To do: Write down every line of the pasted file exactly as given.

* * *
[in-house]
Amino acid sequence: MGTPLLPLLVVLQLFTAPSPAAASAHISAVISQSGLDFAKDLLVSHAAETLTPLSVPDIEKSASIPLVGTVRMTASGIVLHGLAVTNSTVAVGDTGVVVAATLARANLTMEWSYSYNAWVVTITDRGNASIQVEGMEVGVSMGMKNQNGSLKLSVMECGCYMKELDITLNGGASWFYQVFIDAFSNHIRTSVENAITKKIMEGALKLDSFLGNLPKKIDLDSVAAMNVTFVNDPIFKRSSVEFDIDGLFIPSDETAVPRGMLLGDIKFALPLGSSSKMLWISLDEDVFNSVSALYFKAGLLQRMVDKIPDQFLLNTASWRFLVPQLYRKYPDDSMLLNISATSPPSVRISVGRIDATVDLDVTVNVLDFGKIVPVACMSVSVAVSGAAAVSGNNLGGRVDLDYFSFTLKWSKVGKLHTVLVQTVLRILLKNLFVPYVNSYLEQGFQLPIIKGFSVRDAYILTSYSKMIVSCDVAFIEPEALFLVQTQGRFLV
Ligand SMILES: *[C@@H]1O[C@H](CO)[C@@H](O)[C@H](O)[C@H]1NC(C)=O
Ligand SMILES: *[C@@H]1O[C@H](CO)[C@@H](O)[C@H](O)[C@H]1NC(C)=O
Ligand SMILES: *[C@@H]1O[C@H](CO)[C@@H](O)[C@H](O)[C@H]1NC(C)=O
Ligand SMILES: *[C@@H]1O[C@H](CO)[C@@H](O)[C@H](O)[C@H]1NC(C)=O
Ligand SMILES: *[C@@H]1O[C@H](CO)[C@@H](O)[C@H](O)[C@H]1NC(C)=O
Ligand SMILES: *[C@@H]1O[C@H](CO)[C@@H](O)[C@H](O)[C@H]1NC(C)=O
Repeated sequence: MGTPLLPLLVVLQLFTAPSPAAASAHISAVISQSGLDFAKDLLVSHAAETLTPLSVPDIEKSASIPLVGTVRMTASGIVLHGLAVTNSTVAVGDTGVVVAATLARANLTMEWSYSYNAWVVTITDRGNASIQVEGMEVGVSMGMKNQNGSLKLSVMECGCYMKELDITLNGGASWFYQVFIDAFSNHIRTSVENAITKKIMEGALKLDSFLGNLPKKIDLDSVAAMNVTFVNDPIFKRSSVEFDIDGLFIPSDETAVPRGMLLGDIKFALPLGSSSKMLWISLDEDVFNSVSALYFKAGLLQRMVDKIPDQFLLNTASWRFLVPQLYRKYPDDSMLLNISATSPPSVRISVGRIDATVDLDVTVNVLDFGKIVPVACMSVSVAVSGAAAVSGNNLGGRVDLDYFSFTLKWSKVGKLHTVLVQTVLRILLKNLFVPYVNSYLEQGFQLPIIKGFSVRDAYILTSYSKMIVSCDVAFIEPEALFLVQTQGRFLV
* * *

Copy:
[in-house]
Amino acid sequence: MGTPLLPLLVVLQLFTAPSPAAASAHISAVISQSGLDFAKDLLVSHAAETLTPLSVPDIEKSASIPLVGTVRMTASGIVLHGLAVTNSTVAVGDTGVVVAATLARANLTMEWSYSYNAWVVTITDRGNASIQVEGMEVGVSMGMKNQNGSLKLSVMECGCYMKELDITLNGGASWFYQVFIDAFSNHIRTSVENAITKKIMEGALKLDSFLGNLPKKIDLDSVAAMNVTFVNDPIFKRSSVEFDIDGLFIPSDETAVPRGMLLGDIKFALPLGSSSKMLWISLDEDVFNSVSALYFKAGLLQRMVDKIPDQFLLNTASWRFLVPQLYRKYPDDSMLLNISATSPPSVRISVGRIDATVDLDVTVNVLDFGKIVPVACMSVSVAVSGAAAVSGNNLGGRVDLDYFSFTLKWSKVGKLHTVLVQTVLRILLKNLFVPYVNSYLEQGFQLPIIKGFSVRDAYILTSYSKMIVSCDVAFIEPEALFLVQTQGRFLV
Ligand SMILES: *[C@@H]1O[C@H](CO)[C@@H](O)[C@H](O)[C@H]1NC(C)=O
Ligand SMILES: *[C@@H]1O[C@H](CO)[C@@H](O)[C@H](O)[C@H]1NC(C)=O
Ligand SMILES: *[C@@H]1O[C@H](CO)[C@@H](O)[C@H](O)[C@H]1NC(C)=O
Ligand SMILES: *[C@@H]1O[C@H](CO)[C@@H](O)[C@H](O)[C@H]1NC(C)=O
Ligand SMILES: *[C@@H]1O[C@H](CO)[C@@H](O)[C@H](O)[C@H]1NC(C)=O
Ligand SMILES: *[C@@H]1O[C@H](CO)[C@@H](O)[C@H](O)[C@H]1NC(C)=O
Repeated sequence: MGTPLLPLLVVLQLFTAPSPAAASAHISAVISQSGLDFAKDLLVSHAAETLTPLSVPDIEKSASIPLVGTVRMTASGIVLHGLAVTNSTVAVGDTGVVVAATLARANLTMEWSYSYNAWVVTITDRGNASIQVEGMEVGVSMGMKNQNGSLKLSVMECGCYMKELDITLNGGASWFYQVFIDAFSNHIRTSVENAITKKIMEGALKLDSFLGNLPKKIDLDSVAAMNVTFVNDPIFKRSSVEFDIDGLFIPSDETAVPRGMLLGDIKFALPLGSSSKMLWISLDEDVFNSVSALYFKAGLLQRMVDKIPDQFLLNTASWRFLVPQLYRKYPDDSMLLNISATSPPSVRISVGRIDATVDLDVTVNVLDFGKIVPVACMSVSVAVSGAAAVSGNNLGGRVDLDYFSFTLKWSKVGKLHTVLVQTVLRILLKNLFVPYVNSYLEQGFQLPIIKGFSVRDAYILTSYSKMIVSCDVAFIEPEALFLVQTQGRFLV